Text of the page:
First, how many are there? The AKC claims that at least a third of all pet dogs in the United States are purebred, and few others contradict this. The calculation goes roughly: To the number of dogs – between 12 million and 15 million – individually registered with the AKC, the nation’s (and the world’s) biggest purebred registry, should be added another 6 million or so registered with the United Kennel Club and other, smaller organizations. This yields a registered-purebred figure in the neighborhood of 20 million, out of a national total of over 58 million owned dogs. But – a significant but – about half of the puppies purchased from AKC-registered litters have no individual registration papers, because their new owners never bothered to obtain them. So adding the pets eligible but not registered to those which are registered actually doubles the number of AKC dogs and raises the proportion of purebreds to half or more of our total pet dog population. This jibes with responses to a 1998 survey of pet owners by the American Pet Products Manufacturers Association (APPMA). On average, slightly more than half of all their dogs were purebred: 53 percent in the seven-out-of-ten households owning only one dog; 57 percent when two dogs were owned; 41 percent when three or more dogs were owned.


Next, where do all these purebreds come from? There are four principal sources. Large-scale commercial breeding operations – the notorious “puppy mills” – are located predominantly but not exclusively in Midwestern farm states. These puppies are distributed through wholesale brokers to retail pet shops around the country. (However, the 1998 APPMA survey showed that only 8 percent of all the dog owners’ pets had been acquired from stores – contrasted with the 29 percent obtained from breeders. This suggests, but of course doesn’t conclusively prove, that the impact of the puppy-mill producers may be somewhat exaggerated in the propaganda of humane organizations.) In addition to retail shops, there are also some large commercial kennels which sell their puppies directly to the public.

Less structured, but no less commercial, is what the dog fancy contemptuously terms the “backyard breeder.” This is the individual dog owner who mates his registered purebred with another pet of the same breed. The stud fee, or the proceeds from sale of the puppies, allows him to recoup the price of his own dog, ideally with some added profit. Some backyard breeders do this just once or twice before having their pet altered. Others allow it to occur accidentally, resulting in first-generation mongrels. In no case is there any attempt at quality control. The best that can be said for the backyard breeder’s product, compared with the puppy mill’s, is that at least these puppies are born, nurtured and initially socialized in a home environment.

The fourth source of purebred dogs – the only one recommended by the AKC, the dog fancy in general, most veterinarians and other experts – is what is often called a “responsible” breeder. Other approving adjectives for the same activity include “professional,” “conscientious,” “reputable,” “private” or “hobby” breeder. Some advertise in the classified columns of local newspapers and magazines like Dog World and Dog Fancy; others rely on word of mouth for their customers. Some are manifestly more responsible, professional, etc. than others.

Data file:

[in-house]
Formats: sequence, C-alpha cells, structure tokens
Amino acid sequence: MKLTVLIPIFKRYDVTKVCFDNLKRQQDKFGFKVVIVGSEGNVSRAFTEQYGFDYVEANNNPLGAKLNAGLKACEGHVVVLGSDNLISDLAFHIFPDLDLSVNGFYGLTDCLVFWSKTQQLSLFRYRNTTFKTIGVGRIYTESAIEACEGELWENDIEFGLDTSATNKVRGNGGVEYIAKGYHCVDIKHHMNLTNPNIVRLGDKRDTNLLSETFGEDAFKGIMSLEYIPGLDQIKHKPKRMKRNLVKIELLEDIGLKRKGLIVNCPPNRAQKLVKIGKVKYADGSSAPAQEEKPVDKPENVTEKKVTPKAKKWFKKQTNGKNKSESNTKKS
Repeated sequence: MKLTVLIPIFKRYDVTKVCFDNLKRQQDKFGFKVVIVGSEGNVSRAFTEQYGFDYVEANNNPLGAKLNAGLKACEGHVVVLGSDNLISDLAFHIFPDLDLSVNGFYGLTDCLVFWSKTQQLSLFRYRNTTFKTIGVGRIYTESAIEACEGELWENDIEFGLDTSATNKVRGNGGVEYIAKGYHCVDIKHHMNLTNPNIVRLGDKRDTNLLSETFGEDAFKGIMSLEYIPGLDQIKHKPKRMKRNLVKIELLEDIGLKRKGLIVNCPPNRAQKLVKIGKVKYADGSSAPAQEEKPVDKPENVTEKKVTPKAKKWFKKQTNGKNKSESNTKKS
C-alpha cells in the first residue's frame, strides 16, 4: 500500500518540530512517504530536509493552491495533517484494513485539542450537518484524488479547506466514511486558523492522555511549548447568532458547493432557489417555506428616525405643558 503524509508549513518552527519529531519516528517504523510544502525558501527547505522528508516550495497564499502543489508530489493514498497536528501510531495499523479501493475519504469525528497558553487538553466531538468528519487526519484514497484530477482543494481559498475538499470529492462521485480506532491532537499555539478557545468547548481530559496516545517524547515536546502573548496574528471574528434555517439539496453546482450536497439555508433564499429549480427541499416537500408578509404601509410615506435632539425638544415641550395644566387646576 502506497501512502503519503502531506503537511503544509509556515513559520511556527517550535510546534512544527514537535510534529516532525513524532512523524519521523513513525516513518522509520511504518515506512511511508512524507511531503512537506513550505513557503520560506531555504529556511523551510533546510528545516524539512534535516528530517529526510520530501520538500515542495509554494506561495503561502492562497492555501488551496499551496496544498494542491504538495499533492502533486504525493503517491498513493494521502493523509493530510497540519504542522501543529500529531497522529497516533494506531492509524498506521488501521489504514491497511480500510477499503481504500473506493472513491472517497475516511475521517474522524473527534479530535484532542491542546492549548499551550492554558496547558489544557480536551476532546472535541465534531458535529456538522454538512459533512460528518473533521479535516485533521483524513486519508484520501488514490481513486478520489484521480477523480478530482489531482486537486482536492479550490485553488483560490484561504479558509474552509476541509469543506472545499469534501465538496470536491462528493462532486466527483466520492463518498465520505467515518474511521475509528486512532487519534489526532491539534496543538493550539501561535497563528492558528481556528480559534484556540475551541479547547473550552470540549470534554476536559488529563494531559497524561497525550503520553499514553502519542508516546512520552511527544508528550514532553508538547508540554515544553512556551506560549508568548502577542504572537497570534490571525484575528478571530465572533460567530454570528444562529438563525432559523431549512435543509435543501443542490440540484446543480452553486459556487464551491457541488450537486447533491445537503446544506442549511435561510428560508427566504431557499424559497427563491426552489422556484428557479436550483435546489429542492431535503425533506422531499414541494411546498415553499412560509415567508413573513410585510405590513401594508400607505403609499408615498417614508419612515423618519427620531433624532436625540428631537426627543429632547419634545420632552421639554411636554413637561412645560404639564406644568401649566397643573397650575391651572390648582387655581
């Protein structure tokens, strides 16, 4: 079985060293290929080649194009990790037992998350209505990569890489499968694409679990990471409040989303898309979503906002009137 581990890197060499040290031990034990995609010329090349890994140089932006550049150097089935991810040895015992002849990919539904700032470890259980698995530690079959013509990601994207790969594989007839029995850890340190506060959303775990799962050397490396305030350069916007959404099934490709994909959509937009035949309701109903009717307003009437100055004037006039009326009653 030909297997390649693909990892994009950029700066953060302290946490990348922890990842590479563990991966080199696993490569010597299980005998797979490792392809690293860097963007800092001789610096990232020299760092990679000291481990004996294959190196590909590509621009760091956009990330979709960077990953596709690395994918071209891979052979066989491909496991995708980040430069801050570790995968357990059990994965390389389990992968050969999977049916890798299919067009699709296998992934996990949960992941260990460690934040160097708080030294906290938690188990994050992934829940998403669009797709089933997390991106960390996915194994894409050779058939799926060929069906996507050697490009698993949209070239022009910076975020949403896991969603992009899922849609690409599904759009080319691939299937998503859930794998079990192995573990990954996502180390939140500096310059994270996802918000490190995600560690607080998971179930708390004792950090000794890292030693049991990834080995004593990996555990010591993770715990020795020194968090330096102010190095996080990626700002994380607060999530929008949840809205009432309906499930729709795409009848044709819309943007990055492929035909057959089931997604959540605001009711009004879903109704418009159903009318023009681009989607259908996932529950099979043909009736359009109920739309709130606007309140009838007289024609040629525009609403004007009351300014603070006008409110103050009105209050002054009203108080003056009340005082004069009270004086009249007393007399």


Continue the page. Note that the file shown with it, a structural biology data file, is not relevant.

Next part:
A thumbnail sketch of the best kind of breeder starts with the fact that she (most are women) is working at it not for the money, but to sustain and improve the quality of a type of dog she loves. She specializes in that one breed, or two at most, and is a member in good standing of its national breed club. Her home-based kennel operation is small. Her puppies are hand-raised, scrupulously observed and socialized. She won’t overbreed, producing just a few litters a year. Ideally, she doesn’t breed at all until she has a waiting list of carefully screened customers for the puppies. Whenever she sells her “pet quality” puppies – those not meeting the rigorous breed standards for championship shows or competition – she requires them to be spayed and neutered, as a stipulation in the contract of sale before releasing them to their new families. She takes pains to educate first-time owners on the care and characteristics of the breed, and remains available for her customers to consult about any problems. The responsible breeder, moreover, stays responsible for each of her puppies for its lifetime. If its first place doesn’t work out for any reason, she guarantees to take the dog back or find it a new home.

Yet even the most conscientious of breeders can’t reverse years of decline in the quality of many purebred dogs. Nor can they, or anyone else in the dog fancy, prevent millions of purebreds from ending up every year on the discard pile of throwaway pets.